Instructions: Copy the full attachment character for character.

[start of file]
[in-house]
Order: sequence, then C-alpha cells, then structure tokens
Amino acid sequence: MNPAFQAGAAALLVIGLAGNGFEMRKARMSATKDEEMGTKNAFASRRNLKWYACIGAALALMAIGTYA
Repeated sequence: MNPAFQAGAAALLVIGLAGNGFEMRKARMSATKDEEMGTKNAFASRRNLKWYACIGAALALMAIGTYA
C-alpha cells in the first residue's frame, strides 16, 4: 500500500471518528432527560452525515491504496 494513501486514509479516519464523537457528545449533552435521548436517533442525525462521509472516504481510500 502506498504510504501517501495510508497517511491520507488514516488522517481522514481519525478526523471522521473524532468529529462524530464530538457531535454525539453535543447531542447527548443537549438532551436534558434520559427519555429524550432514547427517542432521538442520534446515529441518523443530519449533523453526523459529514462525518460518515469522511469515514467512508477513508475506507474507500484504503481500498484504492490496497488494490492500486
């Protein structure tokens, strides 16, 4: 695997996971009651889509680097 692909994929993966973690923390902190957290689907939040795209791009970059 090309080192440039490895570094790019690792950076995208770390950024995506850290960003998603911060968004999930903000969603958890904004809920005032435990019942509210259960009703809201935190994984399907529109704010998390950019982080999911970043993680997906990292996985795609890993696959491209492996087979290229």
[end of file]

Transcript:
[in-house]
Order: sequence, then C-alpha cells, then structure tokens
Amino acid sequence: MNPAFQAGAAALLVIGLAGNGFEMRKARMSATKDEEMGTKNAFASRRNLKWYACIGAALALMAIGTYA
Repeated sequence: MNPAFQAGAAALLVIGLAGNGFEMRKARMSATKDEEMGTKNAFASRRNLKWYACIGAALALMAIGTYA
C-alpha cells in the first residue's frame, strides 16, 4: 500500500471518528432527560452525515491504496 494513501486514509479516519464523537457528545449533552435521548436517533442525525462521509472516504481510500 502506498504510504501517501495510508497517511491520507488514516488522517481522514481519525478526523471522521473524532468529529462524530464530538457531535454525539453535543447531542447527548443537549438532551436534558434520559427519555429524550432514547427517542432521538442520534446515529441518523443530519449533523453526523459529514462525518460518515469522511469515514467512508477513508475506507474507500484504503481500498484504492490496497488494490492500486
């Protein structure tokens, strides 16, 4: 695997996971009651889509680097 692909994929993966973690923390902190957290689907939040795209791009970059 090309080192440039490895570094790019690792950076995208770390950024995506850290960003998603911060968004999930903000969603958890904004809920005032435990019942509210259960009703809201935190994984399907529109704010998390950019982080999911970043993680997906990292996985795609890993696959491209492996087979290229």